# Do automorphisms preserve convergence of power series?

Consider a power series

$$f(q)=\sum_{n=0}^\infty a_nq^n.$$

Suppose that $$f$$ has a positive radius of convergence. For an automorphism $$\sigma\in \operatorname{Aut}(\mathbb C)$$ define

$$f^\sigma(q)=\sum_{n=0}^\infty a_n^\sigma q^n.$$

Does $$f^\sigma$$ have a positive radius of convergence?

What if all coefficients $$a_n$$ lie in a number field $$K$$ (that is, a finite extension of $$\mathbb Q$$)?

• It may depend: are you interested in continuous automorphisms, or arbitrary automorphisms? – Cameron Buie Jul 16 at 12:02
• Arbitrary field automorphisms might take a sequence of independent transcendent numbers into an arbitrary sequence of independent transcendent numbers.. – Berci Jul 16 at 12:12
• The answer is no for non-continuous automorphisms : $2-\sqrt{3} \in (0,1)$ and $2+\sqrt{3} > 1$ so that $\sum_{n=0}^\infty (2-\sqrt{3})^{n^2} q^n$ is entire while $\sum_{n=0}^\infty (2+\sqrt{3})^{n^2} q^n$ never converges. Now for L-functions it is different, there is a whole theory (Hecke algebras, Shimura varieties) to find how $L(s,\pi)$ is related to $L(s,\pi^\sigma)$ for certain classes of $\pi$. – reuns Jul 16 at 12:16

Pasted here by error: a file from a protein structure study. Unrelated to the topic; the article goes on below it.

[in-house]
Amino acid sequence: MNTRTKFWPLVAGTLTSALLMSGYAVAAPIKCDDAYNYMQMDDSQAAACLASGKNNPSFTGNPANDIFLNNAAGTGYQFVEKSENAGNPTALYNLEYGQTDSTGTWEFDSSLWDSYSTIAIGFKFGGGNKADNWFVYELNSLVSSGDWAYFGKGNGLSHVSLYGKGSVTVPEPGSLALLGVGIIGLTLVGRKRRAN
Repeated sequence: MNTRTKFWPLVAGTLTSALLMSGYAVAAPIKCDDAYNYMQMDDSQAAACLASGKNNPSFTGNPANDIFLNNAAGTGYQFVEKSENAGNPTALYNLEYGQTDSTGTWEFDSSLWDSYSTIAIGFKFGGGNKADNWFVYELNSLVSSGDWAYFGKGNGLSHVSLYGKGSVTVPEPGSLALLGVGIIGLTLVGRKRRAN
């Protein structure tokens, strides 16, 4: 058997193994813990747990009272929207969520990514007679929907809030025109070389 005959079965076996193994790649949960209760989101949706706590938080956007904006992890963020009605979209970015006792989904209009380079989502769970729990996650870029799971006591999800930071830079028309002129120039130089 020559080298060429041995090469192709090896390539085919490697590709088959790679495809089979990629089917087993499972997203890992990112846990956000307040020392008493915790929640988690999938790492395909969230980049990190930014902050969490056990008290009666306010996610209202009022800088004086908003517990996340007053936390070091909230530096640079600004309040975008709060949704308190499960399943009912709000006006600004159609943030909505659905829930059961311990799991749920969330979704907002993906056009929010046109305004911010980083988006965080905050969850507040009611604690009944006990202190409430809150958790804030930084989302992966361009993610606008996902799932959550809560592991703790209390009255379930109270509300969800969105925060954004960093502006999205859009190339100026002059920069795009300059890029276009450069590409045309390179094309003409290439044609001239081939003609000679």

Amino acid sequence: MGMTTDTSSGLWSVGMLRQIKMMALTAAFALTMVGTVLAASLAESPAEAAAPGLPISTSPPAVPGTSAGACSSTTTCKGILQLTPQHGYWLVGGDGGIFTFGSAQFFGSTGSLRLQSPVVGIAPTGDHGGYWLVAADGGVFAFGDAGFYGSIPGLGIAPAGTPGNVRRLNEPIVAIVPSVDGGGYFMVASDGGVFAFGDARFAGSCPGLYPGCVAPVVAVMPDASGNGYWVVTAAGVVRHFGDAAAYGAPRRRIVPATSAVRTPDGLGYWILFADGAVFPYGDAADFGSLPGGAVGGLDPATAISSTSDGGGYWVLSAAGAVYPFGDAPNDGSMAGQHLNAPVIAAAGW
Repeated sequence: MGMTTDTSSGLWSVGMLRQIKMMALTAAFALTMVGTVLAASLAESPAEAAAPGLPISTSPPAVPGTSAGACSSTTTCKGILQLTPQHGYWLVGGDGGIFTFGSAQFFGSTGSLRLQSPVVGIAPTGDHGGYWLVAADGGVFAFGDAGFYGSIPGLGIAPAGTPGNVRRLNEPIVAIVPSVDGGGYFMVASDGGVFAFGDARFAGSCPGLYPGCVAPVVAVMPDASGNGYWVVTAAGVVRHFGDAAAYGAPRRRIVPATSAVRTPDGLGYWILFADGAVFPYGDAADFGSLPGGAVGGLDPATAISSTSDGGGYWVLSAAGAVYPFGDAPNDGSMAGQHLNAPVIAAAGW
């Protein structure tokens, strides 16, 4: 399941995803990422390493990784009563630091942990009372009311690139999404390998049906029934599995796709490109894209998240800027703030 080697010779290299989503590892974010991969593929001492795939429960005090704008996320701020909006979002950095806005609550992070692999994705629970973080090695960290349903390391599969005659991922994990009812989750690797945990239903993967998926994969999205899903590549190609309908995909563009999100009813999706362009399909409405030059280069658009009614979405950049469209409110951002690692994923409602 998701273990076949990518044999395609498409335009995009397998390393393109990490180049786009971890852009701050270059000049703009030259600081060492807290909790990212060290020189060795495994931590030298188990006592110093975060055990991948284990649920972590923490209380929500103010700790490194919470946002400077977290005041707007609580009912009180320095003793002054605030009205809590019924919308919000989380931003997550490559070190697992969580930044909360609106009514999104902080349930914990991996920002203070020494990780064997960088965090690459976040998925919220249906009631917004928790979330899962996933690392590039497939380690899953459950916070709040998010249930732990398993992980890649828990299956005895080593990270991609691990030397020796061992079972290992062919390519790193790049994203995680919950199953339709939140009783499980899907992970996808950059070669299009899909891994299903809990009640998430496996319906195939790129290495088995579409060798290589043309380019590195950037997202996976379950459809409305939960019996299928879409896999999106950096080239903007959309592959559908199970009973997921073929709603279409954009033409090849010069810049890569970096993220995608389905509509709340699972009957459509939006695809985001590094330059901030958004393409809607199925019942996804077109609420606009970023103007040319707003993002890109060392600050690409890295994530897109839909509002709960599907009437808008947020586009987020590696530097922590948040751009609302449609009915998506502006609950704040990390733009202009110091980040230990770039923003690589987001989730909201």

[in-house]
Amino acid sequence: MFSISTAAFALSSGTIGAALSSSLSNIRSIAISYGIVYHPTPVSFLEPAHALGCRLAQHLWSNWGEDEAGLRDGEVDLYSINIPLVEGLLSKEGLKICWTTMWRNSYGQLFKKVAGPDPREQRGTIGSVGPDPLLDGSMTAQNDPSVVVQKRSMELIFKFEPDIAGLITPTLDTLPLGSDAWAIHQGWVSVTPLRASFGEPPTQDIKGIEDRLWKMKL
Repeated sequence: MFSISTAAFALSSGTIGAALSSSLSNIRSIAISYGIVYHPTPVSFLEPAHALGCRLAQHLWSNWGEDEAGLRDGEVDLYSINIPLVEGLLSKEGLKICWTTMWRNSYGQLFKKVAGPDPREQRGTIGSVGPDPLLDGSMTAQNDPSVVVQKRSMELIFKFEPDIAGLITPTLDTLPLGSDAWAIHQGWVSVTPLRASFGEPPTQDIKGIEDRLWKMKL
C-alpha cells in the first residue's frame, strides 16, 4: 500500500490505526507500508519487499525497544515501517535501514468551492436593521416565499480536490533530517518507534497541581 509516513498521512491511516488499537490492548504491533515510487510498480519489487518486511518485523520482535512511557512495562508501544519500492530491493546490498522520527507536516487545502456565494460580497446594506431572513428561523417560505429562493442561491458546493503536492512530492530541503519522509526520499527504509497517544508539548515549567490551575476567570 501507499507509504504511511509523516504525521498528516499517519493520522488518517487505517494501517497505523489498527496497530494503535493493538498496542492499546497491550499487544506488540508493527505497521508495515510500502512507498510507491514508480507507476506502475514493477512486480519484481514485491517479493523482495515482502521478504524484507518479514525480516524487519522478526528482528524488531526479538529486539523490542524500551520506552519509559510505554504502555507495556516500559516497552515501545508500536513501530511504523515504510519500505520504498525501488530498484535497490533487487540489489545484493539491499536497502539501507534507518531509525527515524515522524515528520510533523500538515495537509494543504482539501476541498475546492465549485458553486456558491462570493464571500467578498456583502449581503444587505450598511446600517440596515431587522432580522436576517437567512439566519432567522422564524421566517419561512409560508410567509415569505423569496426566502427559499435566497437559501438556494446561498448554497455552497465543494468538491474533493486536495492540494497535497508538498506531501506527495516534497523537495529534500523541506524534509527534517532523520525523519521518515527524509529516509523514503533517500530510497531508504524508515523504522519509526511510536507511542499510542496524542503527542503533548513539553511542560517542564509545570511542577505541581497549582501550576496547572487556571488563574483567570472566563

• Also you can define a norm on $\overline{\Bbb{Q}}$ as $\|x\|=\sup_\sigma |\sigma(x)|$ and look at the power series with non-zero $\|.\|$ radius of convergence, then $f(q)$ isn't a complex number anymore but an element of the completion of $\overline{\Bbb{Q}},\|.\|$ where the action of $Gal(\overline{\Bbb{Q}}/\Bbb{Q})$ is continuous (note there is a version of $s \mapsto n^{-s}$ and $\zeta(s)$ defined on that thing) – reuns Jul 16 at 12:27
• For the modular forms (with algebraic coefficients) the easiest proof is that $f/E_k$ is a weight $0$ modular function thus it is the root of its minimal polynomial $\in \Bbb{Q}(j)[X]$ and $f^\sigma/E_k^\sigma$ is again a root thus it is a modular function, whence $f^\sigma$ is weight $k$ modular and it suffices to check the "bounded at the cusps" conditions. – reuns Jul 16 at 12:37